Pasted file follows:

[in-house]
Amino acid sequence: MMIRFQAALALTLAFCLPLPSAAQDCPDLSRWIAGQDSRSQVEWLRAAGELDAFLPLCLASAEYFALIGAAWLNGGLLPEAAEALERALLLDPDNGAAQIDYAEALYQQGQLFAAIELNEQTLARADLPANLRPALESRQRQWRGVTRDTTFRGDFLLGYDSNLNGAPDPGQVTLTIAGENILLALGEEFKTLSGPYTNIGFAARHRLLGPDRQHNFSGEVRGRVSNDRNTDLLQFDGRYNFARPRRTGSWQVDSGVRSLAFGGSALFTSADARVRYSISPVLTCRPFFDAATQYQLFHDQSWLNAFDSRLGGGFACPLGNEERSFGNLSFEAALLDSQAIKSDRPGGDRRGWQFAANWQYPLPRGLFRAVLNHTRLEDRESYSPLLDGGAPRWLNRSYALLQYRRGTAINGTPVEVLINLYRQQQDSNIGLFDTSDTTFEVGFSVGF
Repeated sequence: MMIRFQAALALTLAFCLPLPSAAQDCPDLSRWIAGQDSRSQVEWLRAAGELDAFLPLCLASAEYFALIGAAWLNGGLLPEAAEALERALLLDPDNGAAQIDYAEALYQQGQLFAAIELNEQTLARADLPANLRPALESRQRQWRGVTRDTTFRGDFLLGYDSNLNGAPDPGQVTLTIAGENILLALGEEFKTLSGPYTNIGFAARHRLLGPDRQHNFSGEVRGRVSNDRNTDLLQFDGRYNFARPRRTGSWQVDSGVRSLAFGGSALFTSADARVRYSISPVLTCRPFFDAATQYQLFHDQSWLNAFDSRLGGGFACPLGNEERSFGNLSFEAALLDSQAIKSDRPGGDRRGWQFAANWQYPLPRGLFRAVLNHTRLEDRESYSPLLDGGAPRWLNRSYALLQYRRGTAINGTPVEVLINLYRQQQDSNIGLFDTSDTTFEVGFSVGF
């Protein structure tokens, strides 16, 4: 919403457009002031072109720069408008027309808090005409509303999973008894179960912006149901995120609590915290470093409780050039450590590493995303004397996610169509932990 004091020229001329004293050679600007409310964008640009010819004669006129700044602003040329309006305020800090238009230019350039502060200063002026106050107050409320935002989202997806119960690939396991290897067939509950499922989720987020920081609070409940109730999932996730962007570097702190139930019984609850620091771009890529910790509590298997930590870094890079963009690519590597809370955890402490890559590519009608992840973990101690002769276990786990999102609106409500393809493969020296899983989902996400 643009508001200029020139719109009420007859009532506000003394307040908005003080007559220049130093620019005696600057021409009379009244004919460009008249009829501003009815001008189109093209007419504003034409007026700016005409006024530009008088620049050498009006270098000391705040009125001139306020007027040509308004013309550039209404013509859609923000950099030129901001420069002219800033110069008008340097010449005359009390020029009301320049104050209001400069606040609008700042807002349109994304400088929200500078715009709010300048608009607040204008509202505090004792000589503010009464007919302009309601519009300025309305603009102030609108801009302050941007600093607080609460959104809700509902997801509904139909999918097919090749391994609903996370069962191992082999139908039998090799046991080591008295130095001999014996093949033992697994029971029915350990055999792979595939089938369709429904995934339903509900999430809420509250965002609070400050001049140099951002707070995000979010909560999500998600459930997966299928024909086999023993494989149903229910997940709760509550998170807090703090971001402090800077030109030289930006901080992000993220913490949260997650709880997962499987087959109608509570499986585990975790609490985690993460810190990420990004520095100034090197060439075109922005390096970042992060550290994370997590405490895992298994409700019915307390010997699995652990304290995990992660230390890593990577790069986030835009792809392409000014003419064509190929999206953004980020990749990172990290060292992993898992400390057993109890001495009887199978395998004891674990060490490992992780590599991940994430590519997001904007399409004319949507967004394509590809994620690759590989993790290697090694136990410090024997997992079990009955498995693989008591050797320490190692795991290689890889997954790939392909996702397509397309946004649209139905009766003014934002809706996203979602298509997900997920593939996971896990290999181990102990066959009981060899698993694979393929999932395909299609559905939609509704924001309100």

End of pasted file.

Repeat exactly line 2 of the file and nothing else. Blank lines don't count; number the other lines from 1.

Amino acid sequence: MMIRFQAALALTLAFCLPLPSAAQDCPDLSRWIAGQDSRSQVEWLRAAGELDAFLPLCLASAEYFALIGAAWLNGGLLPEAAEALERALLLDPDNGAAQIDYAEALYQQGQLFAAIELNEQTLARADLPANLRPALESRQRQWRGVTRDTTFRGDFLLGYDSNLNGAPDPGQVTLTIAGENILLALGEEFKTLSGPYTNIGFAARHRLLGPDRQHNFSGEVRGRVSNDRNTDLLQFDGRYNFARPRRTGSWQVDSGVRSLAFGGSALFTSADARVRYSISPVLTCRPFFDAATQYQLFHDQSWLNAFDSRLGGGFACPLGNEERSFGNLSFEAALLDSQAIKSDRPGGDRRGWQFAANWQYPLPRGLFRAVLNHTRLEDRESYSPLLDGGAPRWLNRSYALLQYRRGTAINGTPVEVLINLYRQQQDSNIGLFDTSDTTFEVGFSVGF